Emerging Markets - How to Execute for Success

by Sat Duggal

Emerging markets clearly offer the best opportunity for growth in most business sectors. Since the 1990s, IMF estimated rates of real GDP growth have trended upward in emerging and developing economies while declining in advanced economies. Emerging markets are expected to be responsible for 76% of projected growth in global GDP between 2009 and 2025. However, most marketers lack experience executing in immature markets. This month, we discuss the common challenges we've seen and outline our proven strategies for overcoming them.

Common Challenges

Finding strong sales and marketing talent in emerging markets is difficult. Retaining talent is even harder. Because of the talent gap, companies are forced to broaden their search criteria and typically end up with employees who have diverse skill sets and backgrounds, all trying to implement in their own ways. While outside perspectives can be useful in small doses, too many viewpoints result in inconsistency and thwart the development of a successful team.

This leads directly to the challenge of finding a balance between giving marketing managers autonomy and handing them processes, tools, and templates. Due to the talent gap and the desire to ensure best practices, companies may not feel comfortable empowering teams in emerging markets. But if local commercial teams are not able to take initiative, quality execution is unlikely and retaining talent is all the more difficult.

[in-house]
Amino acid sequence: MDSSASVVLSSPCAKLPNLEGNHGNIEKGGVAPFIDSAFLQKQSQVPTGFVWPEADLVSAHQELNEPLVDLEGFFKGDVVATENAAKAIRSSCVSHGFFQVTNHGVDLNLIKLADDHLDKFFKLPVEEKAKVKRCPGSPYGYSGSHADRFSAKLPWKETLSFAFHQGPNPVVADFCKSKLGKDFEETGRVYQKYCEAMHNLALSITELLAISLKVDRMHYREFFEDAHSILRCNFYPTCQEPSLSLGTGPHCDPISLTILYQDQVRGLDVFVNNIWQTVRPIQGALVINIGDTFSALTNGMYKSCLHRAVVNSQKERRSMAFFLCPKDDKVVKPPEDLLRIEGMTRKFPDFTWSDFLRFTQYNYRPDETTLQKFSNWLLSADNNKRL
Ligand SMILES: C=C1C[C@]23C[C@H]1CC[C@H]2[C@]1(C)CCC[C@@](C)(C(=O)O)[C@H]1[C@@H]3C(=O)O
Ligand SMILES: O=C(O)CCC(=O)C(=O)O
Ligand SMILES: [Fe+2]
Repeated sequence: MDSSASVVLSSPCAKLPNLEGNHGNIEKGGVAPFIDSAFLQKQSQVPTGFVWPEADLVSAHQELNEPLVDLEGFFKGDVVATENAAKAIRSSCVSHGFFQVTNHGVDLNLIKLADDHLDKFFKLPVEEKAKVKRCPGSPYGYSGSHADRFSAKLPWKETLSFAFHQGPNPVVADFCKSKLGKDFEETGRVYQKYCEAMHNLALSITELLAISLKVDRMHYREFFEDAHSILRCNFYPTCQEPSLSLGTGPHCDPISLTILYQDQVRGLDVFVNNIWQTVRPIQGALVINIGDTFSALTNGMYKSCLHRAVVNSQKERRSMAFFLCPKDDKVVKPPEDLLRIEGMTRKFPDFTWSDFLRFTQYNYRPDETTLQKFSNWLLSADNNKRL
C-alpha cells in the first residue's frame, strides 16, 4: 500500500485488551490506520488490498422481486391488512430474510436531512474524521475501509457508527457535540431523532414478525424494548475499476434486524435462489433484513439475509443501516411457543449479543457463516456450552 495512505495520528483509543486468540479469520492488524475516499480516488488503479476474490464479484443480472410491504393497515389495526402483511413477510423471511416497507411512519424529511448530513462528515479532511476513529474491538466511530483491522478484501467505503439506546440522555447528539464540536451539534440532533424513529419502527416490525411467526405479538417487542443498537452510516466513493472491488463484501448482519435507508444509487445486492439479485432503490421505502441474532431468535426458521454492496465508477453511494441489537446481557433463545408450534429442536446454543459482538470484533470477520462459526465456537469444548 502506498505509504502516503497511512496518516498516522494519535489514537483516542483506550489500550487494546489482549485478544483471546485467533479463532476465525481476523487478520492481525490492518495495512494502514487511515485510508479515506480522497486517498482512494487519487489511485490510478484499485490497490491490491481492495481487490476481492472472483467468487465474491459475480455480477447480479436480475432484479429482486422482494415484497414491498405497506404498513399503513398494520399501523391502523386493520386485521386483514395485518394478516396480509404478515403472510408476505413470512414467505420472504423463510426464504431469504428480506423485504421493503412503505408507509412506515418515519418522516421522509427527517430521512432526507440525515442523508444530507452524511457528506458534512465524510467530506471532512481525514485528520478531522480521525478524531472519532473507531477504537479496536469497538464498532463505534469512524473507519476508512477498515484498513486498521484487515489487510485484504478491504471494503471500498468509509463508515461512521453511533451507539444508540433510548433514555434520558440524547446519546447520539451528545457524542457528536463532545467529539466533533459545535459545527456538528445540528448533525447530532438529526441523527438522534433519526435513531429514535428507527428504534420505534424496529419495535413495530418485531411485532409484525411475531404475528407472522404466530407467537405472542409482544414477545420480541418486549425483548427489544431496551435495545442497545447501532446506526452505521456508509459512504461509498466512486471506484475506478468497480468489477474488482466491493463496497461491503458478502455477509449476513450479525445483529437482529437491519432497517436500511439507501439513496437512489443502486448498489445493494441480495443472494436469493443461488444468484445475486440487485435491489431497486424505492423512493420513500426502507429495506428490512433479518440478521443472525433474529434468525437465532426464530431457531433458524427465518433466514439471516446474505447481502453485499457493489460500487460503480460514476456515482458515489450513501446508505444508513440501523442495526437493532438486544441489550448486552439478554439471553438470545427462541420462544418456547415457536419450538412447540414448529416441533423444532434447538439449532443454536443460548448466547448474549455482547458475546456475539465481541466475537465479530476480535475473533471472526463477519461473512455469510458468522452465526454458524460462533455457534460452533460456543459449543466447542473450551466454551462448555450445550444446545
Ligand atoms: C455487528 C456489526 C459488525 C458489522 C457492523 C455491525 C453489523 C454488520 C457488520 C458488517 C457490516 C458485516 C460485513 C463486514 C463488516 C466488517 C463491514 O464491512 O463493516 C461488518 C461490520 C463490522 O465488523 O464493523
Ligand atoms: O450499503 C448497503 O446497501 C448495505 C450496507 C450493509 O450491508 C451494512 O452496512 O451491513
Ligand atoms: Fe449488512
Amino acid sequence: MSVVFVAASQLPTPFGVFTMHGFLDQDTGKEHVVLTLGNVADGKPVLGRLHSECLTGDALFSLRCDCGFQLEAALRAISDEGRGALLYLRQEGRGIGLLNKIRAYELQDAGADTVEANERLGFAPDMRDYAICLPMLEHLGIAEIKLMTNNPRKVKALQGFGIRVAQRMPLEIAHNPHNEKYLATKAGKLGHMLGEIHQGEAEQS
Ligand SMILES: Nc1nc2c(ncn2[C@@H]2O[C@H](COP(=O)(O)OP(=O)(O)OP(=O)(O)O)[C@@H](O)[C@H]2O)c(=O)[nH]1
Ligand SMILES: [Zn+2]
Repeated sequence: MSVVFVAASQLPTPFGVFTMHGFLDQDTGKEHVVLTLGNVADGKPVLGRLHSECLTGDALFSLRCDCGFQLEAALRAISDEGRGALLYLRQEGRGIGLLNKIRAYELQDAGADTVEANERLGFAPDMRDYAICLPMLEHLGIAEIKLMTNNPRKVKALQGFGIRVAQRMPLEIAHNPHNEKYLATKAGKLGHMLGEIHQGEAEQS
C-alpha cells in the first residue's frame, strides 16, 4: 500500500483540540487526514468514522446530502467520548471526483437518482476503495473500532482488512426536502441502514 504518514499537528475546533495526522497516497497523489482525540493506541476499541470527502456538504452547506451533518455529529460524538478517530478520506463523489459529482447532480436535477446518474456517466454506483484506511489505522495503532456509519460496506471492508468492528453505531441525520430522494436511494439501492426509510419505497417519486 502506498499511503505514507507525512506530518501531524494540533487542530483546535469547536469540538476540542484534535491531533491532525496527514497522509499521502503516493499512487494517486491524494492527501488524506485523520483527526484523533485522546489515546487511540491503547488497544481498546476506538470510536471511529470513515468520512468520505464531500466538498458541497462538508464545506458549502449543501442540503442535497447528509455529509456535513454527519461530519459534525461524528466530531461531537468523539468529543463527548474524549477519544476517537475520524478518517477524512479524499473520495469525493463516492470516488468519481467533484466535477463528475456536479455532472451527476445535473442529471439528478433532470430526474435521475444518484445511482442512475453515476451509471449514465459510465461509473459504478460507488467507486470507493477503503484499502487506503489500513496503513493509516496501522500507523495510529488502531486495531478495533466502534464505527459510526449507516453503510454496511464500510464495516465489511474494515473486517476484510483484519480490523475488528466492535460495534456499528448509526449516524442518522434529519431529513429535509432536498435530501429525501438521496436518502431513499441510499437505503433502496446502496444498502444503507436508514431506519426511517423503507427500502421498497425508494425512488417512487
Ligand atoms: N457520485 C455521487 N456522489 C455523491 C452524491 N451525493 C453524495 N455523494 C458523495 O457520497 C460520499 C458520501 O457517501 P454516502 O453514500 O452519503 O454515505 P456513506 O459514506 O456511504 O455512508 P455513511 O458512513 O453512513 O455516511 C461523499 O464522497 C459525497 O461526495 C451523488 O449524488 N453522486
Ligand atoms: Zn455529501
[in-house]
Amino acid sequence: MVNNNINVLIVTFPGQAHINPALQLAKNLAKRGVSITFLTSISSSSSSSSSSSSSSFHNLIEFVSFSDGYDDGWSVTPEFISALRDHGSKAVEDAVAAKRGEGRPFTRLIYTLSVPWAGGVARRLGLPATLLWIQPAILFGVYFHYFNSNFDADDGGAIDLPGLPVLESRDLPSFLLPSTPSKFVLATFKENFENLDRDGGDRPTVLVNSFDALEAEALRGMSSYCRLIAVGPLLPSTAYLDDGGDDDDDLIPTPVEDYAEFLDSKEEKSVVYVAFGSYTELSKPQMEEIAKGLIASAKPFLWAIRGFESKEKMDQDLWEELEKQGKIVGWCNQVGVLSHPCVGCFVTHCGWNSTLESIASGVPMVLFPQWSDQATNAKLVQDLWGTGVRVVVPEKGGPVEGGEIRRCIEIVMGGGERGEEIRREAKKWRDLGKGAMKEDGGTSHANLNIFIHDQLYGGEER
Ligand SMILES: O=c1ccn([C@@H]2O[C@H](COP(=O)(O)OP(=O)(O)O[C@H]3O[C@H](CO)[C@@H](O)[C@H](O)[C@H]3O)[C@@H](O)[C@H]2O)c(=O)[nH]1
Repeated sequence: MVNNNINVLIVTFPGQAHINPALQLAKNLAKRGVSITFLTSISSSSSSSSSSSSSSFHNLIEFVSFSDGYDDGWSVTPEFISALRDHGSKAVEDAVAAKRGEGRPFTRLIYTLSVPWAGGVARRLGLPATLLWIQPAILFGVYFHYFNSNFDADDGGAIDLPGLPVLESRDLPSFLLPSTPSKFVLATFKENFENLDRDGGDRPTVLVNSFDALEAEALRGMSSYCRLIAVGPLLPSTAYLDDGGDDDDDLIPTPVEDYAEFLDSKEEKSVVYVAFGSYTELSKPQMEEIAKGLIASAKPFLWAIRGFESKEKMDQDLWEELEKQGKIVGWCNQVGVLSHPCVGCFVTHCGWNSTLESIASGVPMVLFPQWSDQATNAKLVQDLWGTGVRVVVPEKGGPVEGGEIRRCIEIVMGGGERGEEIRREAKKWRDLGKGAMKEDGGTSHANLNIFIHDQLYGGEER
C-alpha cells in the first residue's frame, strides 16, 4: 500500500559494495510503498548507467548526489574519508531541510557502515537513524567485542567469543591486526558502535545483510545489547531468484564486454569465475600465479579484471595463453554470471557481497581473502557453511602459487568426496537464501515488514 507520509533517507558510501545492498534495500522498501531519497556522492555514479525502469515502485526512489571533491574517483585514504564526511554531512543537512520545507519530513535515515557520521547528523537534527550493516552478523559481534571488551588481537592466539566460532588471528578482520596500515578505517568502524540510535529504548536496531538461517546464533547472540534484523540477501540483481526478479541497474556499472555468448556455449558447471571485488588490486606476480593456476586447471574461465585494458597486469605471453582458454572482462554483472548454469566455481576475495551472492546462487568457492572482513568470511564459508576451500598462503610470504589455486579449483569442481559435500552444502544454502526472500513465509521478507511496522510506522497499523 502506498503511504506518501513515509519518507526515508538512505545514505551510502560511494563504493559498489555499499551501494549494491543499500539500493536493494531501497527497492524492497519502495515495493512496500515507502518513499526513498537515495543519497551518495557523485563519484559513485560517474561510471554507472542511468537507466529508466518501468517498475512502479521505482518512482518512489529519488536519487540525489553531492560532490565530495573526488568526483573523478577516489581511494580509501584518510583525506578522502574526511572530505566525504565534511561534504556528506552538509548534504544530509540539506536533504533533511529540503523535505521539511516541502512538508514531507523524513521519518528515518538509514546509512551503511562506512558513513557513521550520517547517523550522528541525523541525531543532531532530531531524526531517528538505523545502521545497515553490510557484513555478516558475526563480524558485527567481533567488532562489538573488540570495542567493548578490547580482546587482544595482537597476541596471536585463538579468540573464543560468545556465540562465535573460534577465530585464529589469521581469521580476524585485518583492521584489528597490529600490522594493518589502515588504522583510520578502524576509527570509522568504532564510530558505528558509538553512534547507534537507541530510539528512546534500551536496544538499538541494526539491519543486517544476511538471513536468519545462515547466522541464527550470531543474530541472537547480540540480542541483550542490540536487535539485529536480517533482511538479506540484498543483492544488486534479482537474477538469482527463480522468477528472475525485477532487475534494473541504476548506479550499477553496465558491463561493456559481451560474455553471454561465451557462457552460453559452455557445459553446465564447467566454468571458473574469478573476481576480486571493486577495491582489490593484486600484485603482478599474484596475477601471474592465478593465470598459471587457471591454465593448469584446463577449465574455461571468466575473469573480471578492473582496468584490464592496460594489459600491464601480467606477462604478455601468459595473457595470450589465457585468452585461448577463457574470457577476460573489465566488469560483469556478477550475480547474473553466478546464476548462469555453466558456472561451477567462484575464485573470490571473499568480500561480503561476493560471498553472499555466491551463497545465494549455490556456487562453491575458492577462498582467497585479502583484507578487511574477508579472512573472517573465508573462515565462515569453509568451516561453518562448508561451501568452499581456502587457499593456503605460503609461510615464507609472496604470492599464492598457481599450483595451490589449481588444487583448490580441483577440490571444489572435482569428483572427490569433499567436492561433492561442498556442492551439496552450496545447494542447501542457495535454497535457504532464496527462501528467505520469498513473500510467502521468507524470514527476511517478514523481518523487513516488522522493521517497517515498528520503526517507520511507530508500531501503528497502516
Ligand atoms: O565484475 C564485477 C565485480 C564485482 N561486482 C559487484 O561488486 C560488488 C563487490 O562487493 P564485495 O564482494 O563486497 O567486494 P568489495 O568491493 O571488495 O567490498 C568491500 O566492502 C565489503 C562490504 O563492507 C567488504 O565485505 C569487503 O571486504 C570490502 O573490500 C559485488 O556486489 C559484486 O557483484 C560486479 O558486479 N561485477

Action Principles

EMM Group has helped clients successfully adapt or launch marketing programs in Russia, India, Brazil, the Middle East, Southeast Asia, and Africa. Based on our experience, we have crystallized the following action principles.

Focus. Rather than trying to build out your entire competency model, focus on a smaller number of critical competencies. Doing a few things exceptionally well will yield better results than doing a few things adequately.

Invest in training. Training is critical to establishing consistency, competency, and results. It also helps retain good people, as they will value the investment you make in them.

Contextualize. Adapt your training approach to include relevant market examples and case studies, ideally delivered in the local language.

Train via dual paths. Remember that people learn differently. Traditional classroom-style training combined with active team facilitation tends to drive the fastest returns by allowing team members to apply new principles in real work situations with support from colleagues and experts.

Involve local leaders. Training marketing and sales teams alone is not enough. Local leaders need to understand the commercial process, so they can ask the right questions, model the right behavior, and prioritize marketing goals.

Empower. Local initiative and flexibility are essential. Once skills have been built, local leaders and teams must be encouraged and managed to believe in the process and own their success.

Maintain momentum. There is usually a lot of initial demand for training and development in emerging markets, but getting busy teams to commit the necessary time can be more challenging. Setting clear expectations at the start and keeping the momentum going is critical.

To learn more about how EMM Group can help you succeed in emerging markets, please contact us.

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Keywords: Newsletter, Custom Marketing Framework